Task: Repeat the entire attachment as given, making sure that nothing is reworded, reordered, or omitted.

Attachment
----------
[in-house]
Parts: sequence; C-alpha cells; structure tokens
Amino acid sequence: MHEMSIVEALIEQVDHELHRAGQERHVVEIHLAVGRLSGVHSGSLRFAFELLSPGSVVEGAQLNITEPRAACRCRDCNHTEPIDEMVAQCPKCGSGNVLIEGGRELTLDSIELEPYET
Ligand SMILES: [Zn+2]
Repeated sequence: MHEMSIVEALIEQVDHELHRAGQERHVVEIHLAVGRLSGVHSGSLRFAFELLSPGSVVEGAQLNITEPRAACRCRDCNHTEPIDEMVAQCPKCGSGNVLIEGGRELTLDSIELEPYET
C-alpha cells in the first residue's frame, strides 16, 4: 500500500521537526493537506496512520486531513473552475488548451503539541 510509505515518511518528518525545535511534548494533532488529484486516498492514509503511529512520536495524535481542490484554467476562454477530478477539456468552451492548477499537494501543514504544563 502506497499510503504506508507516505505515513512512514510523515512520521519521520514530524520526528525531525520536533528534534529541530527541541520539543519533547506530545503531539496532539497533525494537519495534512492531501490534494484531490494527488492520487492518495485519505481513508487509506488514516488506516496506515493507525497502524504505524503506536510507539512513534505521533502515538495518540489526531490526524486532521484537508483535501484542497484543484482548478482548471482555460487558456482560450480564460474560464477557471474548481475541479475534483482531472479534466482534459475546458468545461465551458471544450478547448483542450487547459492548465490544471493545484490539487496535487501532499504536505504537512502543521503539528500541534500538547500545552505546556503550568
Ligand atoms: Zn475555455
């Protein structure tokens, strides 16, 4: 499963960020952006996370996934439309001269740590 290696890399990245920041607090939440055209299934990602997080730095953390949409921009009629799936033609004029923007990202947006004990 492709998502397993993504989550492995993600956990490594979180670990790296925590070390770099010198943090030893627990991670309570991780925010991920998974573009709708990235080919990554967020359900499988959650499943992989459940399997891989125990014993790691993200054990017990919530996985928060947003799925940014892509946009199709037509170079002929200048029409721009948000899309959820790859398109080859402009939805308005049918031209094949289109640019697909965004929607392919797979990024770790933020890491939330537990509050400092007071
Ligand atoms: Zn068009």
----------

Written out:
[in-house]
Parts: sequence; C-alpha cells; structure tokens
Amino acid sequence: MHEMSIVEALIEQVDHELHRAGQERHVVEIHLAVGRLSGVHSGSLRFAFELLSPGSVVEGAQLNITEPRAACRCRDCNHTEPIDEMVAQCPKCGSGNVLIEGGRELTLDSIELEPYET
Ligand SMILES: [Zn+2]
Repeated sequence: MHEMSIVEALIEQVDHELHRAGQERHVVEIHLAVGRLSGVHSGSLRFAFELLSPGSVVEGAQLNITEPRAACRCRDCNHTEPIDEMVAQCPKCGSGNVLIEGGRELTLDSIELEPYET
C-alpha cells in the first residue's frame, strides 16, 4: 500500500521537526493537506496512520486531513473552475488548451503539541 510509505515518511518528518525545535511534548494533532488529484486516498492514509503511529512520536495524535481542490484554467476562454477530478477539456468552451492548477499537494501543514504544563 502506497499510503504506508507516505505515513512512514510523515512520521519521520514530524520526528525531525520536533528534534529541530527541541520539543519533547506530545503531539496532539497533525494537519495534512492531501490534494484531490494527488492520487492518495485519505481513508487509506488514516488506516496506515493507525497502524504505524503506536510507539512513534505521533502515538495518540489526531490526524486532521484537508483535501484542497484543484482548478482548471482555460487558456482560450480564460474560464477557471474548481475541479475534483482531472479534466482534459475546458468545461465551458471544450478547448483542450487547459492548465490544471493545484490539487496535487501532499504536505504537512502543521503539528500541534500538547500545552505546556503550568
Ligand atoms: Zn475555455
């Protein structure tokens, strides 16, 4: 499963960020952006996370996934439309001269740590 290696890399990245920041607090939440055209299934990602997080730095953390949409921009009629799936033609004029923007990202947006004990 492709998502397993993504989550492995993600956990490594979180670990790296925590070390770099010198943090030893627990991670309570991780925010991920998974573009709708990235080919990554967020359900499988959650499943992989459940399997891989125990014993790691993200054990017990919530996985928060947003799925940014892509946009199709037509170079002929200048029409721009948000899309959820790859398109080859402009939805308005049918031209094949289109640019697909965004929607392919797979990024770790933020890491939330537990509050400092007071
Ligand atoms: Zn068009």